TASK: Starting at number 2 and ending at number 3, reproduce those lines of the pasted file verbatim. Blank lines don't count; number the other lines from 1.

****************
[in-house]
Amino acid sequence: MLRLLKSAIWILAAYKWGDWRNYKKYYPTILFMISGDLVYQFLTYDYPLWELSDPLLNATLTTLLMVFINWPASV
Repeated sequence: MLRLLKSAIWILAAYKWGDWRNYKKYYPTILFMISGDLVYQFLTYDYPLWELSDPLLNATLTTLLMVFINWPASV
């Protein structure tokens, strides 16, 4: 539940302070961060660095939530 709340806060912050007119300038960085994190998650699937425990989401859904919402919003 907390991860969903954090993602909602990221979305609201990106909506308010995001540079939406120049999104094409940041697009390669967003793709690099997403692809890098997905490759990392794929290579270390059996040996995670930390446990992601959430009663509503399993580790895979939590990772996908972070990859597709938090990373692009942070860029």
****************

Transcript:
Amino acid sequence: MLRLLKSAIWILAAYKWGDWRNYKKYYPTILFMISGDLVYQFLTYDYPLWELSDPLLNATLTTLLMVFINWPASV
Repeated sequence: MLRLLKSAIWILAAYKWGDWRNYKKYYPTILFMISGDLVYQFLTYDYPLWELSDPLLNATLTTLLMVFINWPASV